The city of San Diego Wednesday rejoined the ranks of cities offering needle exchange programs as a public health service when the city council voted to reinstate the program. It had been dropped because of waning political support a year ago, but Wednesday it was re-approved on a 6-1 vote.
Needle exchanges were first approved in November 2001 and the program was launched in July 2002. It operated out of two centers, one in the East Village and one in North Park. During its operation, the program collected nearly 350,000 dirty needles and distributed more than 285,000 clean ones.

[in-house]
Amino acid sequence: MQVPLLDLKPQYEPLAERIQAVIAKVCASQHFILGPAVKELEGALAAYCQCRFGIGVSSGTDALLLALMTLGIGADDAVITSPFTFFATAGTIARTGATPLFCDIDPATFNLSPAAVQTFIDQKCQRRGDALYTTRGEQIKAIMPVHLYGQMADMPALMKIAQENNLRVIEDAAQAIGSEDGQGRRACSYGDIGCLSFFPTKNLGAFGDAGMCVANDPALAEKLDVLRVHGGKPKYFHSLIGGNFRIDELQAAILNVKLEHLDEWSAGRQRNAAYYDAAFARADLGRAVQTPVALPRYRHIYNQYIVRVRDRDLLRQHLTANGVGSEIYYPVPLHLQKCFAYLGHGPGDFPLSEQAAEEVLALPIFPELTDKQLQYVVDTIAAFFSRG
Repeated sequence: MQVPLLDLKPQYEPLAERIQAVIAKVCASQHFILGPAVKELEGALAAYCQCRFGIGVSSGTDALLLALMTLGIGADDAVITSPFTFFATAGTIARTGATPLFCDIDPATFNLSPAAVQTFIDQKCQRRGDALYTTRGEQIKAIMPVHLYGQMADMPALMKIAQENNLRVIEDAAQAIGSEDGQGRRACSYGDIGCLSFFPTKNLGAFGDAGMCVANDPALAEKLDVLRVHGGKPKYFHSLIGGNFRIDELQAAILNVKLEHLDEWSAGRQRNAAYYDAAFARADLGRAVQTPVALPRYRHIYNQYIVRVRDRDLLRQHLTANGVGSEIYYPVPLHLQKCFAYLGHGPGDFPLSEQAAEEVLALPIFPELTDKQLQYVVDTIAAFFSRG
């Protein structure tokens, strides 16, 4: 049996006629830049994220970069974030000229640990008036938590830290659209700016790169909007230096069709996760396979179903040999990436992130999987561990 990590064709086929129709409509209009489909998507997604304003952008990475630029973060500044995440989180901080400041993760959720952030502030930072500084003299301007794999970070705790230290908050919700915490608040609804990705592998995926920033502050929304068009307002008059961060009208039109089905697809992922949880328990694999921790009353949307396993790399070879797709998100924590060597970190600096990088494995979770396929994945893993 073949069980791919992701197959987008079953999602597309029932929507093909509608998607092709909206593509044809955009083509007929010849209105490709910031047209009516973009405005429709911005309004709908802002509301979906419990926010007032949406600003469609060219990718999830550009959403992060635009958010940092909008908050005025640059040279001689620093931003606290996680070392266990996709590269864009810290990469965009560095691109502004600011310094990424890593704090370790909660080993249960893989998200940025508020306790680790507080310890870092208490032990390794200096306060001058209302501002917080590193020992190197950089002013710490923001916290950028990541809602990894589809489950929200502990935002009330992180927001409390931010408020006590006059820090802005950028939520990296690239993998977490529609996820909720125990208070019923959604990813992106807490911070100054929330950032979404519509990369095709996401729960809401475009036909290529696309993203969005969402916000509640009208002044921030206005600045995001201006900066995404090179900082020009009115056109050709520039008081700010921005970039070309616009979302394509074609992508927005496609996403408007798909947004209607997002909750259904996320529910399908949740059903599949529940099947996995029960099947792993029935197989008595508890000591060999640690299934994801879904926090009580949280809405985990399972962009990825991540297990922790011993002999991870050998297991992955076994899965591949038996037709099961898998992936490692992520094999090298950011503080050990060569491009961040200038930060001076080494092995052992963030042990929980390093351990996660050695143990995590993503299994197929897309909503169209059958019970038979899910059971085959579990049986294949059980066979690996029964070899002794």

But until state law changed this year, cities or counties had to declare a public health emergency every two weeks to keep the programs operating. A year ago this month, the two-week vote failed, and the program was shut down.
Needle exchange programs are widely recognized to reduce the spread of diseases such as HIV and Hepatitis C by reducing the sharing of syringes. But some opponents accuse them of promoting or facilitating drug use.
Luana Stines, a pastor who addressed the council was one of them. "They don't need another needle," she said. "They need direction." Better to spend the money on faith-based counseling, she suggested.
No taxpayer funds are being used in San Diego. Alliance Healthcare, a local nonprofit that ran the program, has pledged $386,400 to fund it for the next two years.